(EDITORIAL from Korea Times on March 1)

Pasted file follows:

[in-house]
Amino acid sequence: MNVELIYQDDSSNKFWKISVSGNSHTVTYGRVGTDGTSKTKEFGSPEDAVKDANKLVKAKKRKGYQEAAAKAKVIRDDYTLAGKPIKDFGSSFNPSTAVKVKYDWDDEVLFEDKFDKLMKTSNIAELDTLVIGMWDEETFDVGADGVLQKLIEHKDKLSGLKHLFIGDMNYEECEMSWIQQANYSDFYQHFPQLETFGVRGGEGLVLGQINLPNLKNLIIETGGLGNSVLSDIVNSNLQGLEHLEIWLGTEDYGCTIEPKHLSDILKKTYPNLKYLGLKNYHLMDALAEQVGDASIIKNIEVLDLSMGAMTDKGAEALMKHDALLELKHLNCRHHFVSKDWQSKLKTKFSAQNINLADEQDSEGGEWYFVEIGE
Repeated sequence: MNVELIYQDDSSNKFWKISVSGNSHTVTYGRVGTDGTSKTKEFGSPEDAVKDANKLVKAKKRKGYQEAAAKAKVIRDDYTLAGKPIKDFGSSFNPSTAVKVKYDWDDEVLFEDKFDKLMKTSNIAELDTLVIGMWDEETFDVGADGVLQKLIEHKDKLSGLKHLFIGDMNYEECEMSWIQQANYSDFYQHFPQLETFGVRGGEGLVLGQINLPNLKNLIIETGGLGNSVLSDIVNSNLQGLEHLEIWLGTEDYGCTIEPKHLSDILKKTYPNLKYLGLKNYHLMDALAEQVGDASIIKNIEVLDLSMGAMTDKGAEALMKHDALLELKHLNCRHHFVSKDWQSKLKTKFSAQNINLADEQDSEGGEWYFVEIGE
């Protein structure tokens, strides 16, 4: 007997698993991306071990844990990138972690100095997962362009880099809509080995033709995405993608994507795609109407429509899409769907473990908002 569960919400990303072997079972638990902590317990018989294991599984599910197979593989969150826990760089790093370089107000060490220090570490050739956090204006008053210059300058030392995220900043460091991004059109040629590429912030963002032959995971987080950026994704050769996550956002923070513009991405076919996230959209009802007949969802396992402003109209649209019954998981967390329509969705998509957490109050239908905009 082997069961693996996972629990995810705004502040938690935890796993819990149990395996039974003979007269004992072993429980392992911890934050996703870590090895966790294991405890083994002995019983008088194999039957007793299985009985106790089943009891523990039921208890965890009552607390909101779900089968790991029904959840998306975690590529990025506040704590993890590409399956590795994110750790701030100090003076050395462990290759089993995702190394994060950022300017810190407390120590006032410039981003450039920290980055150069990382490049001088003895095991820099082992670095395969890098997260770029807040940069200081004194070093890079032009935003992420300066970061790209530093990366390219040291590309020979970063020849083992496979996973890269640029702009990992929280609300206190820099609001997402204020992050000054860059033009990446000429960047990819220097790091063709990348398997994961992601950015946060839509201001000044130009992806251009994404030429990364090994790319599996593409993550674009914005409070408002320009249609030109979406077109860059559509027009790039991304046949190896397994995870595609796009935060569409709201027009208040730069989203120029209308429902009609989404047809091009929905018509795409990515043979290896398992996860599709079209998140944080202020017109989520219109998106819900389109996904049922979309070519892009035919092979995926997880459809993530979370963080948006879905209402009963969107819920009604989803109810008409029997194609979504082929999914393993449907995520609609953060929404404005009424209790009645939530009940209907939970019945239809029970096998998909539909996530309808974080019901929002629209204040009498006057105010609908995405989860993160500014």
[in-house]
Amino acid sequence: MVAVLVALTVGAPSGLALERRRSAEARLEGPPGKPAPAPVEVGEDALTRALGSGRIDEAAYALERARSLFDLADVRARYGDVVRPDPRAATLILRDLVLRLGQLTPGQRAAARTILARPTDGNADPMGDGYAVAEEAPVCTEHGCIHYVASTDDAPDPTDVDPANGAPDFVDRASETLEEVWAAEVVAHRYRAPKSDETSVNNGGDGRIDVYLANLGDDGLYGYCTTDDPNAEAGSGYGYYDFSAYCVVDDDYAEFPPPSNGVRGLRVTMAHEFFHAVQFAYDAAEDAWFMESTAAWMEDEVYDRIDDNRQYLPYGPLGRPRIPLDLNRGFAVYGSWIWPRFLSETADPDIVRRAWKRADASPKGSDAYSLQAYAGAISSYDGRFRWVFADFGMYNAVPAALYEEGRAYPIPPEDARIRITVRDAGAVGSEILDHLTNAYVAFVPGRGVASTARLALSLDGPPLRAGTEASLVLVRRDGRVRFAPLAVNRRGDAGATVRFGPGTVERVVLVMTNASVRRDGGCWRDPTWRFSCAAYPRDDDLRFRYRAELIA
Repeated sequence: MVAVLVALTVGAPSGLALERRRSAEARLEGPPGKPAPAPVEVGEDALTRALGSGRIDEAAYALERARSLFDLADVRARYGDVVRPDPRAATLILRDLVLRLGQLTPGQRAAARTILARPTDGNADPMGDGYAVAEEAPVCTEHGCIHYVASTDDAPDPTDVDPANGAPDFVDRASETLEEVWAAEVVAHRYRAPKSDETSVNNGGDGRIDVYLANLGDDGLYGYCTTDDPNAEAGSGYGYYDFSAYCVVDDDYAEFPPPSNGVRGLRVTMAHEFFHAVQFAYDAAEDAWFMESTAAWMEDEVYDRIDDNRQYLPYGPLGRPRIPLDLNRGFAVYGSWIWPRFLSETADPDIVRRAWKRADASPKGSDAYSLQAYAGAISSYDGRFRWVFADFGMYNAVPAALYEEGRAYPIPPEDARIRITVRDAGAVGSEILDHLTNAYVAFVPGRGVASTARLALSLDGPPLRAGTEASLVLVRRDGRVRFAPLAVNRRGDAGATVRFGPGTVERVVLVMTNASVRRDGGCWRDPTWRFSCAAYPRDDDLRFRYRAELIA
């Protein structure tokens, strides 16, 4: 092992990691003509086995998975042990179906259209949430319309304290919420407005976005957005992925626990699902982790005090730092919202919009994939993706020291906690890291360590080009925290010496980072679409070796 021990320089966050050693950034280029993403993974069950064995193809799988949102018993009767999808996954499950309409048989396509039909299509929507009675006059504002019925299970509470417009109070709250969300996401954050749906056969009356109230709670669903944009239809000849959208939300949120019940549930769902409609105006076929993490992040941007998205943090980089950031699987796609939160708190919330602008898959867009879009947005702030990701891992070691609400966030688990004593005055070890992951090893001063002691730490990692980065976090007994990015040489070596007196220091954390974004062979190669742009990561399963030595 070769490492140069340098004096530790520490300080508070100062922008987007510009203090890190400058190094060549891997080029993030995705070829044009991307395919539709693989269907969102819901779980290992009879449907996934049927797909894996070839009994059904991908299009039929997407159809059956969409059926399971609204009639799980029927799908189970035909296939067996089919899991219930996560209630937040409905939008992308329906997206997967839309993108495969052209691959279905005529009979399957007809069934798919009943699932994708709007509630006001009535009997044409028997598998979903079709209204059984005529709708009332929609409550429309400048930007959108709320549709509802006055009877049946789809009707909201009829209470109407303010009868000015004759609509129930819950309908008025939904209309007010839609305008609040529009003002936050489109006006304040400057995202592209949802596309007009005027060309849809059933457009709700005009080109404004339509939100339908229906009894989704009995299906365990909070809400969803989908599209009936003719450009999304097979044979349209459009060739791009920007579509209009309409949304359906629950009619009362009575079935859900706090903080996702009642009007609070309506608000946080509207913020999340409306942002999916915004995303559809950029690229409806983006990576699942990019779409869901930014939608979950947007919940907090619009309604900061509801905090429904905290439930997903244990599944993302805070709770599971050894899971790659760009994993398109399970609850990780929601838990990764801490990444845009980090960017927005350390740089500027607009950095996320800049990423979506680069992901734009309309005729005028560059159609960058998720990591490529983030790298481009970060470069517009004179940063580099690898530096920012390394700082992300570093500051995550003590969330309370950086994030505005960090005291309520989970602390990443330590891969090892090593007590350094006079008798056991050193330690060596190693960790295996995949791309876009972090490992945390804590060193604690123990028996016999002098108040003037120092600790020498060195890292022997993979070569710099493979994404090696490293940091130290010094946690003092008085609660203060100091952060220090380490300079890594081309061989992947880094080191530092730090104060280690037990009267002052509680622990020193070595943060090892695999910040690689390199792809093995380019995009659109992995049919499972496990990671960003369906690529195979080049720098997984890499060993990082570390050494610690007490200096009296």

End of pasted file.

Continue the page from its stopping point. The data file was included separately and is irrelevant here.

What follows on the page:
Prompted by the recent increase in sales overseas, Korean nuclear plant builders are now witnessing a renaissance. Despite the booming sales of so-called K-reactors, however, concerns are growing over the delayed special bill for the treatment of high-level radioactive waste, now pending at the National Assembly. As a leading nuclear energy state, Korea needs to construct storage facilities for radioactive waste. Among the top 10 nations with nuclear plants, Korea is the only country that has not yet initiated the construction of such facilities for managing spent waste. It is necessary to revitalize the nuclear reactor industry and sharpen the nation's competitiveness as a global nuclear energy power. More Korean companies are signing contracts to construct nuclear power plants overseas. For instance, Hyundai Engineering and Construction (HEC) was recently chosen as the preferred bidder for the construction of a $14 billion nuclear power plant in Bulgaria. Hyundai will be in charge of the construction of the second phase of the plant, which will be worth up to 9 trillion won ($6.74 billion). Hyundai's recent signing of this nuclear energy project marks the first of its kind in 15 years, following its securing of the Baraka project in the United Arab Emirates. Notably, Hyundai defeated renowned construction companies such as Bechtel, the largest builder in the United States, among other global contenders. The Yoon Suk Yeol administration has been taking proactive measures to revitalize the nuclear ecosystem and bolster the nation's nuclear reactor industry. In August 2022, Korea Nuclear and Hydro Power (KNHP) struck a deal for the construction of a $2.5 billion nuclear plant in Egypt. Last year, it also struck a deal for a reactor essential for tritium extraction and remodeling purposes. Hyundai's recent contract propelled the nation's exports of nuclear plants to a substantial 14 trillion won. We expect the recent deals to trigger another leap in the domestic nuclear industry, helping to overcome the previo us Moon Jae-in administration's lackluster attitude toward nuclear energy. The world is currently experiencing disruptions in its energy supply channels due to ongoing conflicts in Ukraine and the Middle East. To cope with this, more nations are rushing to construct nuclear power plants. According to data from the World Nuclear Association (WNA), approximately 100 nuclear plants are either under construction or in the planning stages worldwide. Besides this, the market for small module reactors (SMR) has also been growing swiftly, due to their merits in terms of safety and economic feasibility. Korea had been recognized as a leading SMR state by achieving the milestone of acquiring a design certificate for the first time globally. However, due to the non-nuclear policies advocated during the previous Moon administration, the nation has significantly fallen behind other advanced countries in this regard. To prevent the recurrence of such a mishap, it is necessary for both the government and companies to doub le down on efforts to take the lead in the global market. Yoon vowed to provide maximum assistance to support reactor manufacturers, aiming to elevate the industry as a cornerstone of the nation's exports. Additionally, he pledged to invest 4 trillion won over the next five years towards that goal. The responsibility now lies with the National Assembly to act on these pledges and enact necessary policies to support the nuclear industry's revitalization. It should promptly pass the law, thus paving the way for the construction of storage facilities so they can treat the spent nuclear fuel. The National Assembly should heed the appeal made by KNHP President and CEO Whang Joo-ho, who has warned that the nation's high-level radioactive waste facilities will reach full capacity in just six years. "In a worst-case scenario, the nation will have to stop the operation of the nuclear plants," he said during a recent National Assembly committee hearing. Source: Yonhap News Agency